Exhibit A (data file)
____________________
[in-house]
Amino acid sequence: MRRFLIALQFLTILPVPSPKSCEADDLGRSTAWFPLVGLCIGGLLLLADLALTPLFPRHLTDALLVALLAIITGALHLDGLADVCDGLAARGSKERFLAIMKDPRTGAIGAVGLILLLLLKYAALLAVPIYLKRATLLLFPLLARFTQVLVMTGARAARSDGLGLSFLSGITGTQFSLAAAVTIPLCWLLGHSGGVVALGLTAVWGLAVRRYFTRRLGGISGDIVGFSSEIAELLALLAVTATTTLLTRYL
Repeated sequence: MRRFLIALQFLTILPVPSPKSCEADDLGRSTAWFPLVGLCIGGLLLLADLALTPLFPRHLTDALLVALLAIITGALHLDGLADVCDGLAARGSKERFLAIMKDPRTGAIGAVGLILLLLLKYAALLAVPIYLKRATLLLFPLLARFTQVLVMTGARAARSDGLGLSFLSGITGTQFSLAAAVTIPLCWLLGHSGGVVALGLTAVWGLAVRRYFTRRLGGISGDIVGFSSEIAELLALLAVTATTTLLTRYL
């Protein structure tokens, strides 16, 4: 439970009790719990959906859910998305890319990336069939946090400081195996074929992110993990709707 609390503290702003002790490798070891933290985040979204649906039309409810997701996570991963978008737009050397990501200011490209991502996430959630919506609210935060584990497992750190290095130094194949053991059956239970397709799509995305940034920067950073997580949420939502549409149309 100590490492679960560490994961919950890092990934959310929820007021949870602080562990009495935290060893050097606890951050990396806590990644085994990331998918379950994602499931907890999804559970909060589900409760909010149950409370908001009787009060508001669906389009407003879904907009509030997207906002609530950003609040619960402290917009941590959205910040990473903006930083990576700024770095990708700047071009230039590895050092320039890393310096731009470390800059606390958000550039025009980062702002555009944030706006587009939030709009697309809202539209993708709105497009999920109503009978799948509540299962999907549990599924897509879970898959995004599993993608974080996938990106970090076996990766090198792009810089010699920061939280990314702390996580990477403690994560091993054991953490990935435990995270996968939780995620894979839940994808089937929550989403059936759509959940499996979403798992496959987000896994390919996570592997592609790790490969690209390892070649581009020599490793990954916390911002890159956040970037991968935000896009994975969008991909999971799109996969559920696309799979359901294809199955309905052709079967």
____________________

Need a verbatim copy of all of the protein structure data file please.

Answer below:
[in-house]
Amino acid sequence: MRRFLIALQFLTILPVPSPKSCEADDLGRSTAWFPLVGLCIGGLLLLADLALTPLFPRHLTDALLVALLAIITGALHLDGLADVCDGLAARGSKERFLAIMKDPRTGAIGAVGLILLLLLKYAALLAVPIYLKRATLLLFPLLARFTQVLVMTGARAARSDGLGLSFLSGITGTQFSLAAAVTIPLCWLLGHSGGVVALGLTAVWGLAVRRYFTRRLGGISGDIVGFSSEIAELLALLAVTATTTLLTRYL
Repeated sequence: MRRFLIALQFLTILPVPSPKSCEADDLGRSTAWFPLVGLCIGGLLLLADLALTPLFPRHLTDALLVALLAIITGALHLDGLADVCDGLAARGSKERFLAIMKDPRTGAIGAVGLILLLLLKYAALLAVPIYLKRATLLLFPLLARFTQVLVMTGARAARSDGLGLSFLSGITGTQFSLAAAVTIPLCWLLGHSGGVVALGLTAVWGLAVRRYFTRRLGGISGDIVGFSSEIAELLALLAVTATTTLLTRYL
């Protein structure tokens, strides 16, 4: 439970009790719990959906859910998305890319990336069939946090400081195996074929992110993990709707 609390503290702003002790490798070891933290985040979204649906039309409810997701996570991963978008737009050397990501200011490209991502996430959630919506609210935060584990497992750190290095130094194949053991059956239970397709799509995305940034920067950073997580949420939502549409149309 100590490492679960560490994961919950890092990934959310929820007021949870602080562990009495935290060893050097606890951050990396806590990644085994990331998918379950994602499931907890999804559970909060589900409760909010149950409370908001009787009060508001669906389009407003879904907009509030997207906002609530950003609040619960402290917009941590959205910040990473903006930083990576700024770095990708700047071009230039590895050092320039890393310096731009470390800059606390958000550039025009980062702002555009944030706006587009939030709009697309809202539209993708709105497009999920109503009978799948509540299962999907549990599924897509879970898959995004599993993608974080996938990106970090076996990766090198792009810089010699920061939280990314702390996580990477403690994560091993054991953490990935435990995270996968939780995620894979839940994808089937929550989403059936759509959940499996979403798992496959987000896994390919996570592997592609790790490969690209390892070649581009020599490793990954916390911002890159956040970037991968935000896009994975969008991909999971799109996969559920696309799979359901294809199955309905052709079967």